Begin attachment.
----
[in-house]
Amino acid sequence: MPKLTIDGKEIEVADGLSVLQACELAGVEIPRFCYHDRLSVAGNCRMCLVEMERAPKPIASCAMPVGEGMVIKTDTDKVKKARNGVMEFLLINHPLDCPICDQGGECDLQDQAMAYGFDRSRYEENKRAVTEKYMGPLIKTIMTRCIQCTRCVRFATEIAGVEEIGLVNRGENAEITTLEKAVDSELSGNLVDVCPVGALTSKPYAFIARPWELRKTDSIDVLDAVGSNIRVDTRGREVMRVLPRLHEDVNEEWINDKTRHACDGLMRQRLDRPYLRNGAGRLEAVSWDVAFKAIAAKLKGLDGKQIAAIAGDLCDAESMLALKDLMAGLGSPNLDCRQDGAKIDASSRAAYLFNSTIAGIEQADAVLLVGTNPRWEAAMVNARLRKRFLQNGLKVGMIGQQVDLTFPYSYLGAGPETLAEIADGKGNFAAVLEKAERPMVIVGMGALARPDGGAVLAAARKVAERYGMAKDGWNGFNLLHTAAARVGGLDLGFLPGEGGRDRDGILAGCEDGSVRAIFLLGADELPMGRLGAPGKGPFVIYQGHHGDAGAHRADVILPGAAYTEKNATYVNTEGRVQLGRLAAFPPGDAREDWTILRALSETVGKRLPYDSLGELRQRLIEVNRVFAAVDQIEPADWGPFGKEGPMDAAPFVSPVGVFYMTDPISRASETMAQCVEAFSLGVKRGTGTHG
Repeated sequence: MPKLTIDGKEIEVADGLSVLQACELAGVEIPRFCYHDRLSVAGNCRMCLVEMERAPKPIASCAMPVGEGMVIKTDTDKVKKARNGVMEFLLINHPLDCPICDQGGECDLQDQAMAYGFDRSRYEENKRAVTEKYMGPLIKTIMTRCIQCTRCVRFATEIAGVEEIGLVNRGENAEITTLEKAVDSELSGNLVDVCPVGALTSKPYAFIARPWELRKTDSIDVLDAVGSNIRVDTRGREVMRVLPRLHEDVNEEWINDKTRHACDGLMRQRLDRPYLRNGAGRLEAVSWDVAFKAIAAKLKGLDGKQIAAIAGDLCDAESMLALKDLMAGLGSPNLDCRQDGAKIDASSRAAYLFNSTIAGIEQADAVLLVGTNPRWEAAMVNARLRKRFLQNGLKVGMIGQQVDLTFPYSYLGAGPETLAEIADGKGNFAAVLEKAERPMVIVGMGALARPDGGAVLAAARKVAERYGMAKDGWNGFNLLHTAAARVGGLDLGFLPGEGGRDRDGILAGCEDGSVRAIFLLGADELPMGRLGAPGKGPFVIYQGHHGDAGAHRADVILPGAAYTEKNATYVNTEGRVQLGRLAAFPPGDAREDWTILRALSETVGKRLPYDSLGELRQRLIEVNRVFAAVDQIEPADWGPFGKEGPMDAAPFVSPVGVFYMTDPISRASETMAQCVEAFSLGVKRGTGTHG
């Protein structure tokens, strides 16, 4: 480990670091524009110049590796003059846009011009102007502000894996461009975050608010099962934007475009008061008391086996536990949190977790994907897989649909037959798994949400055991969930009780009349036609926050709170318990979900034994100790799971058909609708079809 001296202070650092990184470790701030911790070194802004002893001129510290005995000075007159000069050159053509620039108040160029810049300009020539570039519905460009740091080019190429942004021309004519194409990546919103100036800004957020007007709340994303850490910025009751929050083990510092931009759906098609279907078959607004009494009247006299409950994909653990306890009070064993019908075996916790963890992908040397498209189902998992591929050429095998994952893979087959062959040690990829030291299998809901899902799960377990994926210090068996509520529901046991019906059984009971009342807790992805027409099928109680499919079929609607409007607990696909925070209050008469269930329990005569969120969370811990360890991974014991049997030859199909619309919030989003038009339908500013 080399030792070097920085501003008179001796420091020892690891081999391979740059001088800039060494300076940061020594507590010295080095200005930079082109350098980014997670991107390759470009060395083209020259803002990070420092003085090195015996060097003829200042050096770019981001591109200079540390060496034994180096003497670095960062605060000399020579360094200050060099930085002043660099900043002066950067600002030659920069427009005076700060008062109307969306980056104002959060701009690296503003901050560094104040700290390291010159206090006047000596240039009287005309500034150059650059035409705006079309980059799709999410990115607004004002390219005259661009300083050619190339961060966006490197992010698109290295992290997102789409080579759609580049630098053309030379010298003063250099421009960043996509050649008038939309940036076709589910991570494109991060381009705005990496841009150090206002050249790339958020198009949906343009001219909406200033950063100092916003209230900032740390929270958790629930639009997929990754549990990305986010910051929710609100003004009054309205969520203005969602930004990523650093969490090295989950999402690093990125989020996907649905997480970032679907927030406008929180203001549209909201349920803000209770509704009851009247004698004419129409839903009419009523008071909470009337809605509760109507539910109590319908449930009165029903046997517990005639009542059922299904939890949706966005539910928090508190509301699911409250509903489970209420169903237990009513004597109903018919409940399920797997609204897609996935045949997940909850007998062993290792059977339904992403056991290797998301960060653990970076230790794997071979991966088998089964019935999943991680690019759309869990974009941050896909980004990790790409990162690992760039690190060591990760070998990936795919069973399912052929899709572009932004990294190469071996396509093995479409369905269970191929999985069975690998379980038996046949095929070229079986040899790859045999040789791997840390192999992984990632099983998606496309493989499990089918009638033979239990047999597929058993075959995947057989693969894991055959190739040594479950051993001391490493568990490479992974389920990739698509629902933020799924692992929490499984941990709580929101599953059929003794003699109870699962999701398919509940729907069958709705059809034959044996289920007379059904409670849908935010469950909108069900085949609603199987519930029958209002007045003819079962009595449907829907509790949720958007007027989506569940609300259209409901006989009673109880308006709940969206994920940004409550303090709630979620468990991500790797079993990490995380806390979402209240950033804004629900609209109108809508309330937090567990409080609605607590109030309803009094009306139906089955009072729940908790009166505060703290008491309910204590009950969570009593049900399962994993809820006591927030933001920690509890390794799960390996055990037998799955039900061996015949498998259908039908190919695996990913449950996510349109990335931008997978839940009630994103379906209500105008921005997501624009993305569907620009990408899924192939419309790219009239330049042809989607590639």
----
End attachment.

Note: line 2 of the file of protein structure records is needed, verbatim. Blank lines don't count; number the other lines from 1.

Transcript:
Amino acid sequence: MPKLTIDGKEIEVADGLSVLQACELAGVEIPRFCYHDRLSVAGNCRMCLVEMERAPKPIASCAMPVGEGMVIKTDTDKVKKARNGVMEFLLINHPLDCPICDQGGECDLQDQAMAYGFDRSRYEENKRAVTEKYMGPLIKTIMTRCIQCTRCVRFATEIAGVEEIGLVNRGENAEITTLEKAVDSELSGNLVDVCPVGALTSKPYAFIARPWELRKTDSIDVLDAVGSNIRVDTRGREVMRVLPRLHEDVNEEWINDKTRHACDGLMRQRLDRPYLRNGAGRLEAVSWDVAFKAIAAKLKGLDGKQIAAIAGDLCDAESMLALKDLMAGLGSPNLDCRQDGAKIDASSRAAYLFNSTIAGIEQADAVLLVGTNPRWEAAMVNARLRKRFLQNGLKVGMIGQQVDLTFPYSYLGAGPETLAEIADGKGNFAAVLEKAERPMVIVGMGALARPDGGAVLAAARKVAERYGMAKDGWNGFNLLHTAAARVGGLDLGFLPGEGGRDRDGILAGCEDGSVRAIFLLGADELPMGRLGAPGKGPFVIYQGHHGDAGAHRADVILPGAAYTEKNATYVNTEGRVQLGRLAAFPPGDAREDWTILRALSETVGKRLPYDSLGELRQRLIEVNRVFAAVDQIEPADWGPFGKEGPMDAAPFVSPVGVFYMTDPISRASETMAQCVEAFSLGVKRGTGTHG